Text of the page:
It means every half-life, the atom flips a coin. Heads it remains as it is. Tails it decays.

It's more random and continuous than that, but that's the gist.

It's conceivable that it could land ten "heads" in a row and thus survive 10 times its half-life. In fact, ALL the U-235 still on earth did something along those lines.

Both @John Hunter and @notovny answered your question. The following is a little more discussion of the good comment by @llmari Karonen on the @notovny response.

We have sufficient information from observing the decay of a very large number of identical radionuclides to claim we know the decay rate, hence the probability of decay, with no uncertainty. This probability is the same using either a classical (objective or frequency) approach, or a Bayesian (subjective) approach.

For the classical approach, the probability of event $$E$$ is $$P_O = lim_{N \to \infty} {N(E) \over N}$$ where $$N$$ is the number of independent trials and $$N(E)$$ is the number of times event $$E$$ occurs. For a very large $$N$$, observing $$N(E)$$, we know $$P_O$$ with essentially no uncertainty.

For the Bayesian approach, we assume a prior value for the event, $$P_S$$, and update it to a more accurate estimate for $$P_S$$, called the posterior, as we gather more information. For a large body of information we know the updated $$P_S$$ with no essentially uncertainty.

With sufficient information, the classical objective probability $$P_O$$ and the Bayesian subjective probability $$P_S$$ for the event are the same: one value with no uncertainty.

See the text Bayesian Reliability Analysis by Martz and Waller for information on the Bayesian approach.

For the more general case where we have limited information (trials for the classical case or state of knowledge for the Bayesian case) we have uncertainty in the probability. Using classical statistical inference this uncertainty can be expressed as a confidence interval for $$P_O$$. Using the Bayesian approach we can treat the classical $$P_O$$ as a random variable and express the uncertainty in $$P_O$$ as a subjective probability distribution for $$P_O$$ based on our imperfect state of knowledge. Our uncertainty is reduced as we perform more trials or improve our state of knowledge; the confidence interval is reduced and the subjective probability distribution is "narrowed". (More trials contribute to our improved state of knowledge, but in general other factors also contribute.)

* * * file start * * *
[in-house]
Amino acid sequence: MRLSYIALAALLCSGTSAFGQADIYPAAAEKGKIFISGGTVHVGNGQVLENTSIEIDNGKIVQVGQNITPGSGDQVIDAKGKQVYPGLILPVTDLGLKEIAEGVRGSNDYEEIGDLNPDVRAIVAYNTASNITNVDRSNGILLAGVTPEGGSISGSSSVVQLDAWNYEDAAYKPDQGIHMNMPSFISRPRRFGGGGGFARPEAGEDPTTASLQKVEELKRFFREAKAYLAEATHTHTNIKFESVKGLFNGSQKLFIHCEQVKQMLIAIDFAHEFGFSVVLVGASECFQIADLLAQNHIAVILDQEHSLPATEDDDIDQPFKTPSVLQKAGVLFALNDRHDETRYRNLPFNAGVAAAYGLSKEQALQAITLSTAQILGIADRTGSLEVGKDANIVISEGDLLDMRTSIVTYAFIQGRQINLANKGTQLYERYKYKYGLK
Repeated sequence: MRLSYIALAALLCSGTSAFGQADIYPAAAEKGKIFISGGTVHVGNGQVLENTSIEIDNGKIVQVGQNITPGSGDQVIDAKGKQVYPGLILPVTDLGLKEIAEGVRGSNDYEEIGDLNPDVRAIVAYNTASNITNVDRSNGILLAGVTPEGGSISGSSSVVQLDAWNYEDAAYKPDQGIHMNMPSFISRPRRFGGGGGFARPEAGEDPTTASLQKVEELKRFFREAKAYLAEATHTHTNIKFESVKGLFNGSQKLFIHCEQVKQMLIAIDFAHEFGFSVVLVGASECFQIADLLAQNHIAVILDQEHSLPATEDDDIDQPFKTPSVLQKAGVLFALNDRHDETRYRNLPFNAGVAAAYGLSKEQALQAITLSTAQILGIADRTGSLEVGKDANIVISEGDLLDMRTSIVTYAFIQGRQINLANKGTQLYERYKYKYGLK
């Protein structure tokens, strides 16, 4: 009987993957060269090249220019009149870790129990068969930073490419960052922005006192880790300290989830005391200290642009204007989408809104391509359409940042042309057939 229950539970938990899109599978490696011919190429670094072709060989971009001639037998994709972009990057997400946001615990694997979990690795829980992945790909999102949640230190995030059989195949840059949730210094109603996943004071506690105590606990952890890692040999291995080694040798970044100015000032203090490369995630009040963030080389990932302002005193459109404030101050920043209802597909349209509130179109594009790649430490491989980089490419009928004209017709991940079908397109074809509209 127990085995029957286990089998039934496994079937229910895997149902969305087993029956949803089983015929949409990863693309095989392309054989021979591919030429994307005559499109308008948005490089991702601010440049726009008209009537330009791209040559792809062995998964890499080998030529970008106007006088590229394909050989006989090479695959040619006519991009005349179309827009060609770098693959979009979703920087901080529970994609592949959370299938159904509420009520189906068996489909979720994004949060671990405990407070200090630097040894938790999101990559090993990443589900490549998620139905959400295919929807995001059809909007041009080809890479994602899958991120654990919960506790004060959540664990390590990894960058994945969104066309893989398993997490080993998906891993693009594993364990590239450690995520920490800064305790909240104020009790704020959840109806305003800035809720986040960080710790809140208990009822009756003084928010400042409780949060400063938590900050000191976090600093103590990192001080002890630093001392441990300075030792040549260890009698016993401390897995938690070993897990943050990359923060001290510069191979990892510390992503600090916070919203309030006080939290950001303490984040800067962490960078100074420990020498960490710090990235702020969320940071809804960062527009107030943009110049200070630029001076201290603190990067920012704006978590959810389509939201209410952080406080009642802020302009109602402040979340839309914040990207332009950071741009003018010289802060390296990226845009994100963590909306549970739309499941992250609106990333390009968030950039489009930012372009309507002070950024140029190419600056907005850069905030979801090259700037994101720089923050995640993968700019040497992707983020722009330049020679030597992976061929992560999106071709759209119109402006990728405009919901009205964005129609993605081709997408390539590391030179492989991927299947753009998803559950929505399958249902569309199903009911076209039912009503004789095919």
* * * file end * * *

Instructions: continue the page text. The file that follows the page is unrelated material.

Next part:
For cases with significant state of knowledge (epistemic) uncertainty, we have insufficient information to use the probability measure of uncertainty, even in a Bayesian sense. For example, using a Bayesian approach, if we have a poor prior, and little information to update to a posterior, the poor prior cannot be modified accurately to provide a good posterior and the Bayesian estimate can be way off. For such situations, we can use a broader measure of uncertainty, such as evidence theory, and estimate belief/plausibility where belief and plausibility are, respectively, lower and upper bounds on probability.

For a single particle, you need to consider the wavefunction of the system. You start out with a neutron and this will then evolves into a superposition of a neutron, and the system comprising of a proton, electron and an anti-neutrino. And because the emitted electron will then interact with atoms and molecules in the environment, this superposition will involve more and more particles. This then leads to decoherence, the environment can then be said to have effectively measured whether or not the neutron has decayed.

• This answer is missing the word "half-life". Nov 7, 2021 at 20:06